Caster Semenya’s achievement of breaking Zola Budd’s 34-year-old 1 500m South African record at the Commonwealth Games, is a reminder of just what an outstanding athlete the teenage Budd was when she set that mark in Port Elizabeth in March 1984.
Think how many muscular competitors, wearing the latest scientifically designed footwear and brought to perfect physical condition by top coaches, must have tried to beat Budd’s time.
It took Semenya to break one of the longest standing records in South African track and field and then by only one second. She crossed the line in 4:00.71.
I’ve been hearing from a retired civil engineer from Tokai how on January 5, 1984 he saw Budd create a new world 5 000-metre record at Stellenbosch University’s Coetzenburg Stadium.
He was well aware of Budd’s growing fame and so when he heard the 17-year-old was to compete at Coetzenburg, he asked his wife and two daughters if they’d like to see Budd in action. Only his younger daughter responded and the two set off for what turned out to be an unforgettable experience.
They watched this barefoot slip of a girl lapping her competitors so many times, they lost count. Even when the January wind came down from the mountains to buffet the hoardings and blow the marker flags around, Budd did not drop her pace to finish in the time of 15.01.83. This was seven seconds faster than the world record held for two years by Budd’s nemesis, America’s darling, “Little Mary Decker” who blamed Budd for their unfortunate collision in the 1984 Olympic Games in LA.
Later in life they made friends and a movie together.
The International Amateur Athletic Federation did not recognise Budd’s Coetzenburg record because of apartheid. However in 1985, when she represented Britain over the same distance, she officially claimed the 5 000m world record in the faster time of 14:48.07.
Her life has not run so smoothly. She lost her beloved sister Jenny. In 1989 her father Frank was murdered and because of a quarrel, she and her mother Tossie were forbidden by his will to attend his funeral.
Her marriage to Mike Pieterse broke up but the couple were reconciled for the sake of their children Lisa now, 23, and the 20-year-old twins Azelle and Michael.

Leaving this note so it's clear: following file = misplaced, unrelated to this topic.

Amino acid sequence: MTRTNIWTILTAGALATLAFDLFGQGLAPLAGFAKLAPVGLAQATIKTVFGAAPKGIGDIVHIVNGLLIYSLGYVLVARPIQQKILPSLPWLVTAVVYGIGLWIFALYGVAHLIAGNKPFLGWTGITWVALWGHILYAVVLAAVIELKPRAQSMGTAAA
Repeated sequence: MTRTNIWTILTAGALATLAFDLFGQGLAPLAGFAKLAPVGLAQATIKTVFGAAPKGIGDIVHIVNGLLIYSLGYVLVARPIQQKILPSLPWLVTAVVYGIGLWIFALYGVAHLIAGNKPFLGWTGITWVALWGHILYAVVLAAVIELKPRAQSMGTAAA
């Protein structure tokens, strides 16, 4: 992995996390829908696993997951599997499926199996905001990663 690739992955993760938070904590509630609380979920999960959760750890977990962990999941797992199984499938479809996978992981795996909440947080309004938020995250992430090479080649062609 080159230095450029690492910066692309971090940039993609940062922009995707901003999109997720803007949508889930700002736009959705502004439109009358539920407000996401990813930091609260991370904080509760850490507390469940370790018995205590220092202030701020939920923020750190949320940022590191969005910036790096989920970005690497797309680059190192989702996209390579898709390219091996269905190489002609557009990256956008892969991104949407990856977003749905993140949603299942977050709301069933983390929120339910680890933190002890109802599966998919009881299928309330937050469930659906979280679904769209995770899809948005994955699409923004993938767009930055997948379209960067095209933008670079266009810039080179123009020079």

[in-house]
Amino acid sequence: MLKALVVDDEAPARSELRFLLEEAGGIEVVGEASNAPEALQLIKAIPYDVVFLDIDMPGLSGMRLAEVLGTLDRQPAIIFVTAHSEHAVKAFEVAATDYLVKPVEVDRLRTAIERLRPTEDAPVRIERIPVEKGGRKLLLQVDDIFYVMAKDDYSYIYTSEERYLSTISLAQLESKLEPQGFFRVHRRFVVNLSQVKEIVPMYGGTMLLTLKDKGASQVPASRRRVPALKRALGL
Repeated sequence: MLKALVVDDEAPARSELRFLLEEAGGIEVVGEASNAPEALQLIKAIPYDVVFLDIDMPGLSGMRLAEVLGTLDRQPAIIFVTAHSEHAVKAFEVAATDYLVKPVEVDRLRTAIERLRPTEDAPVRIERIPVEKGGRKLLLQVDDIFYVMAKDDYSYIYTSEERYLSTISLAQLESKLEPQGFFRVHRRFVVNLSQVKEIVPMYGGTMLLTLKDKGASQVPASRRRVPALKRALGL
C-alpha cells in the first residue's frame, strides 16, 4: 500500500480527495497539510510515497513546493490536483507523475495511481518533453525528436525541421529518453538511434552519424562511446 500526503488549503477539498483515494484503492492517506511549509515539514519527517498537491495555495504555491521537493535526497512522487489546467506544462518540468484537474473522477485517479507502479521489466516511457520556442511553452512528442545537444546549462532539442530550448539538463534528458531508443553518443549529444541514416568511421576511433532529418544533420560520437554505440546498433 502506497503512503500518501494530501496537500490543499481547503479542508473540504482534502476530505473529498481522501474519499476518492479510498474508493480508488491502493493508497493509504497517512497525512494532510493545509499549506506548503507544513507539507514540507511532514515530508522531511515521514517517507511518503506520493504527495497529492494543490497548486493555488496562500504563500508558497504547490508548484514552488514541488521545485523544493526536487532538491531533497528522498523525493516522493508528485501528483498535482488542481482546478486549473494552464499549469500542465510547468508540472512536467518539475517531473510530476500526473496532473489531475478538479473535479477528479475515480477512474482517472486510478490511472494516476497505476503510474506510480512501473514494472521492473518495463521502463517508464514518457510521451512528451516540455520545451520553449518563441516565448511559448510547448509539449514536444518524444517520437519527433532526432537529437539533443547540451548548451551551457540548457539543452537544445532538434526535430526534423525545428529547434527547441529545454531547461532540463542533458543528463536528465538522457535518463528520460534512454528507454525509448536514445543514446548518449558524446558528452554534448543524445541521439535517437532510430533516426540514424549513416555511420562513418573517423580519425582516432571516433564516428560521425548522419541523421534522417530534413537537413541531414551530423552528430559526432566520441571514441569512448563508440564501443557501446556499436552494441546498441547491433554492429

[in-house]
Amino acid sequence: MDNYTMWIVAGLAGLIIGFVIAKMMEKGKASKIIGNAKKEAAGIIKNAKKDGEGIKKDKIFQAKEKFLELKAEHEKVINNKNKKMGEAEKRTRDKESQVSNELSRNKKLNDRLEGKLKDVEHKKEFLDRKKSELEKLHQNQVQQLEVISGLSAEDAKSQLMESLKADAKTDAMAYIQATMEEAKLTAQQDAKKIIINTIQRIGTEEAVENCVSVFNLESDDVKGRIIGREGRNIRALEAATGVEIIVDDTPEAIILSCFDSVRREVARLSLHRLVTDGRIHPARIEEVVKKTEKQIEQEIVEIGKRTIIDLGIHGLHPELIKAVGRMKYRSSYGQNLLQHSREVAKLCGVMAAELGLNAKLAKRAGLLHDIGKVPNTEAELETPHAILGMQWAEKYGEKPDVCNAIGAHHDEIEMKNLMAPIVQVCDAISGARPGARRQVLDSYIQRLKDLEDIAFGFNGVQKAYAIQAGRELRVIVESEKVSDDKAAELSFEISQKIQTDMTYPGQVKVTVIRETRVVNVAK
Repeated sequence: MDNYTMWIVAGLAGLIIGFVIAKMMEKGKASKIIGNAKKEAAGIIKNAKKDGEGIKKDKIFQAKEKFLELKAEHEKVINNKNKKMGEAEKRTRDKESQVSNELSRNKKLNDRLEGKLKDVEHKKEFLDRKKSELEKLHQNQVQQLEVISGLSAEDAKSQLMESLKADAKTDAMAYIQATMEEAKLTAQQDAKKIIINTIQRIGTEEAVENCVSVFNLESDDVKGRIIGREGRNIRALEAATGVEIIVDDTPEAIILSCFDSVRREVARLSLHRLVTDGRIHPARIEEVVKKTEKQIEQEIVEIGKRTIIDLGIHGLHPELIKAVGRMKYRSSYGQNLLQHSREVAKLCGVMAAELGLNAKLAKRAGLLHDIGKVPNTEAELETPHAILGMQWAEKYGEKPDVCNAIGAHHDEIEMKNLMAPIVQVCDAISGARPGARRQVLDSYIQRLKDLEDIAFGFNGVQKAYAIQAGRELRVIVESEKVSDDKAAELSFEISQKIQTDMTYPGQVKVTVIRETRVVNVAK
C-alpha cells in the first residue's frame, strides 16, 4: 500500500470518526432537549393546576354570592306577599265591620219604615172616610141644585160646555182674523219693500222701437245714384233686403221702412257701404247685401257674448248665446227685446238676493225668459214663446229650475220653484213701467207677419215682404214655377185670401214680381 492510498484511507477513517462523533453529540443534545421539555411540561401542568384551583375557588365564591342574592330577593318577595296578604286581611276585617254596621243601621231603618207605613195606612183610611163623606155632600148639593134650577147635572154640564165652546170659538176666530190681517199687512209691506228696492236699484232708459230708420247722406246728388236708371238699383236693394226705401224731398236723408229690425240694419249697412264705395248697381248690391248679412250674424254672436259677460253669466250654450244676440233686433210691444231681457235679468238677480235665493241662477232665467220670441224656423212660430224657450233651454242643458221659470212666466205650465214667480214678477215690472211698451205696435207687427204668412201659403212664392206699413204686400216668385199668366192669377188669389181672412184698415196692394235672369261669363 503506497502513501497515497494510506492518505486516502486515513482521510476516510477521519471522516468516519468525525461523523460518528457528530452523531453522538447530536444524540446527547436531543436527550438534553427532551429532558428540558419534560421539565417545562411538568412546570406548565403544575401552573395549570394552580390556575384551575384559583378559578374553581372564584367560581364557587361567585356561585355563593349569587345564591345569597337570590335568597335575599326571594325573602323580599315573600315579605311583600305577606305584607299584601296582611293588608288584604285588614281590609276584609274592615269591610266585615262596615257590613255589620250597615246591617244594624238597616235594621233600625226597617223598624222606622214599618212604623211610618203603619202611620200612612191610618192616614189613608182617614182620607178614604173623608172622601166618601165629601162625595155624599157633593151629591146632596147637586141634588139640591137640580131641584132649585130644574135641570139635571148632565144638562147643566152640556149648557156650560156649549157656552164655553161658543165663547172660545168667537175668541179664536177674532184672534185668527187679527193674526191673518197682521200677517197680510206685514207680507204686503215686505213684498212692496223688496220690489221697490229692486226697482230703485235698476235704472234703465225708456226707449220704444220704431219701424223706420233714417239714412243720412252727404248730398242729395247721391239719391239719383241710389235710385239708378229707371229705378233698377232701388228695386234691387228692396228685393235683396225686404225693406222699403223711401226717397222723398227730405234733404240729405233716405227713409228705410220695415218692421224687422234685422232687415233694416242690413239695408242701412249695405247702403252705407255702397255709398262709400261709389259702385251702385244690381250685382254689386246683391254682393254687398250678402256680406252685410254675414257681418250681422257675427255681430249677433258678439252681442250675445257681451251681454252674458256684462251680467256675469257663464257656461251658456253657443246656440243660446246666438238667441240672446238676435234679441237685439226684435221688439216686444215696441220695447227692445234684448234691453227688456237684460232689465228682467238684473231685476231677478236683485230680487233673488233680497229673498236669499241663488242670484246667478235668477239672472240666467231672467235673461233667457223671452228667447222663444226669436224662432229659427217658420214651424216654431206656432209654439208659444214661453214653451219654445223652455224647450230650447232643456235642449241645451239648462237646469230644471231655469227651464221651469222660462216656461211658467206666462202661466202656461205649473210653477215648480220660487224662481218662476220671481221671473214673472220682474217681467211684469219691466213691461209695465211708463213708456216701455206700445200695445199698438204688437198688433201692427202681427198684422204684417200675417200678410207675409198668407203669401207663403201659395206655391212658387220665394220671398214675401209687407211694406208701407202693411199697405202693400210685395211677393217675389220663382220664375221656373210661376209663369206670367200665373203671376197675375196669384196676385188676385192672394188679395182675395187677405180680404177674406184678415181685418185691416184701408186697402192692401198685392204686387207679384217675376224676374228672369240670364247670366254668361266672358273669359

Budd still runs but does not compete.
The time she loved best, she says, was before anyone knew – even she – how fast she was.
First the bad news.
After writing recently about our walk in Silvermine when we intended to go to the bench overlooking Blackburn Ravine and Hout Bay but turned back because of our thirsty dogs, I was saddened to hear from Ernie Durra that the bench had been destroyed a few years ago in that devastating mountain fire.
Subsequently he wrote to the Friends of Silvermine Nature Area (FOSNA) urging that the bench be replaced as it was “a wonderful tourist feature and gathering venue for hikers and nature lovers”.
The upshot is that SANParks have agreed to replace the bench with one kindly donated by Annmarie Sainsbury, the widow of Chet Sainsbury, the much loved race director for 27 years of the Two Ocean’s Marathon and a keen hiker. He died in February 2016 at the age of 73.
Responding to request from Fosna’sOSNA’s George Smith, Ms Sainsbury wrote: “It will give me the greatest pleasure to donate the bench. I feel privileged and proud, and as Chet was fairly well known I feel a lot of friendly ‘bottoms’ may enjoy sitting there. It is also above his beloved Chapman’s Peak and Two Oceans Route.
“I am so thrilled you phoned me today and it is the best birthday present for him ever. Your call was fortuitous and a gift from God.”As soon as we get word that the new bench has been installed, we will take plenty of water for the dogs and walk to Chet and Annmarie’s bench to enjoy the views.
Fibre date wait
I’m not surprised to receive an email that the Go-Live date for Tokai of Fibre To The Home (FTTH) has been postponed. Unfortunately, based on the amount of unforeseen hard rock along the planned route, the completion date has been extended to July 20, 2018.
I’ve been horrified to see the rocks and large stones from domestic verges that have been dug up by the teams of workers soldiering their way down road after road. I thought that the men doing the cycle paths in Constantia had it tough, but at least they moved forward metre by metre.
The hard working FTTH labourers seem to go backwards and forwards over the same area and never seem to get finished. They have my sympathy.
Rumble in the jungle
Thanks to Di Kilpert I now know what to feed keets but sadly it looks as though the 13 baby guinea fowls have perished. When the entire family reappeared in our garden three days after hatching, the babies appeared to have grown. Now only the adults have been around and the female looks woebegone. And I’m not making that up. If another clutch is raised in that quiet corner of our garden I will promptly feed the keets dry Jungle Oats and lay on a shallow dish of water. The adults apparently like poultry mix while occasional raisins are appreciated as an expensive treat. But the problem of feeding guineas is that the food may attract the messy Egyptian geese.
You know the honeymoon is over when the dog brings your slippers and your wife barks at you.